Recognized by a wider circle of amateur early music fans as well as experts and academics in the music field, the crumhorn is a unique and fabulous instrument that deserves its day in the sun. Now it’s time to learn more and celebrate International Crumhorn Day!
History of International Crumhorn Day
The crumhorn is a double reed woodwind musical instrument that dates back to somewhere around the 14th century. Some originals of these instruments have survived from as far back as the court of Henry VIII in England, as well as from places in Italy and France.
Although the crumhorn spent some time on the back burner for a bit, in the last several decades it has made its way back into popularity, particularly with a niche crowd of enthusiasts. There is only a small handful of folks who still crumhorns professionally but a renaissance is hoped for. While some musicians might think of the crumhorn as a sideline to more “important” reed instruments, fans believe that it has tons of musical potential just waiting to be developed!
International Crumhorn Day was founded in 2021 by a group of musicians called Whistlebow. Looking for a special reason to release their first album on a special day, October 3, this day was born. The hope for the day is also that it will be an occasion to show appreciation for and explore this minor but distinctive part of Renaissance music.
How to Celebrate International Crumhorn Day
Say hello to celebrating this rather old but fascinating musical instrument by participating in International Crumhorn Day with some of these ideas:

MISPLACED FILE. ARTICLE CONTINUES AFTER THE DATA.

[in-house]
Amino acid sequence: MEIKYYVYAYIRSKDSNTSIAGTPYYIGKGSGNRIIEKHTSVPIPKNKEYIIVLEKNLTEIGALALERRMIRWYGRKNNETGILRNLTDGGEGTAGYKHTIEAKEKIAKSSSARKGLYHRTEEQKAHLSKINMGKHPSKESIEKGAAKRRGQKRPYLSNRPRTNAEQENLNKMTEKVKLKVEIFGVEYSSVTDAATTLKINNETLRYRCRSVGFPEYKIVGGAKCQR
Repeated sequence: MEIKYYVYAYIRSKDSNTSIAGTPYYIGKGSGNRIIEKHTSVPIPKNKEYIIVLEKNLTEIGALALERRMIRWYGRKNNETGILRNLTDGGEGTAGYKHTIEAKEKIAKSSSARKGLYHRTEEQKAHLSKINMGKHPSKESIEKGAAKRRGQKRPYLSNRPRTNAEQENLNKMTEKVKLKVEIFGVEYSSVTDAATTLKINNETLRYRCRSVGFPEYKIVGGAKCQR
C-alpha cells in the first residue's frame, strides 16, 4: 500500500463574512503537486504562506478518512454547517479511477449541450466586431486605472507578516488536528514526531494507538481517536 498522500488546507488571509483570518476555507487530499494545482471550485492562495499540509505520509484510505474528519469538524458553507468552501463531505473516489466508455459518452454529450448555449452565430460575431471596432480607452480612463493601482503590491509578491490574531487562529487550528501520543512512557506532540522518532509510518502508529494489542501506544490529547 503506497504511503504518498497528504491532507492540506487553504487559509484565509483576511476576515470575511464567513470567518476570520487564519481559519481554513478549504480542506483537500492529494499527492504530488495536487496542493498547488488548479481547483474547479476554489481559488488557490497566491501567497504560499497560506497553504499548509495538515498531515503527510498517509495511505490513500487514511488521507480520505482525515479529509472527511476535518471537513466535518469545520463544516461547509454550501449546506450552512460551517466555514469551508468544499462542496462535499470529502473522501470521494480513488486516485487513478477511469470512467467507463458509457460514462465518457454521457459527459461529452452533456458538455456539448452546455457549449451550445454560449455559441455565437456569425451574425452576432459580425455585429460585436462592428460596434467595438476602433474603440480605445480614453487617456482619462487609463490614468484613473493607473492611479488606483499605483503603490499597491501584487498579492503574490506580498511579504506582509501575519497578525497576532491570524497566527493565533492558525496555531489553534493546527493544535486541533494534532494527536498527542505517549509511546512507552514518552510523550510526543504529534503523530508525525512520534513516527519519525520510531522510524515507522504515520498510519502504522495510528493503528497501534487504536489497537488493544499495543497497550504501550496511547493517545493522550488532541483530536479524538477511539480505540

Listen to Crumhorns Being Played
For those who actually have access to a crumhorn and have experience with another reeded woodwind instrument, it might be fun to try one out in honor of International Crumhorn Day. And for those who don’t play but would like to engage with the day, the internet offers some excellent opportunities to listen. A little online search brings up plenty of YouTube videos and a little Spotify search can also render some crumhorn songs for listening.
Learn Fun Facts About the Crumhorn
One of the best ways to show appreciation for this rather obscure musical instrument on International Crumhorn Day might be to get connected through information. Show some honor by learning a bit more about the instrument including its history, its sound and much more. Check out some of these fun facts about the crumhorn in honor of the day:
The end of the crumhorn is bent upwards in a curve that makes the instrument resemble the letter “J”.
While the curve of the crumhorn makes it distinct in the way it looks, it actually has no impact on the sounds and is only for decoration.
The name “crumhorn” has German origins that means something like “bent horn” or “crooked horn”. In French it is called the “tournebout” meaning “turned up end”.
Like many other woodwinds, the crumhorn has seven finger holes on the front of the instrument and one thumbhole on the back. There is one more hole lower on the front that is used for tuning purposes.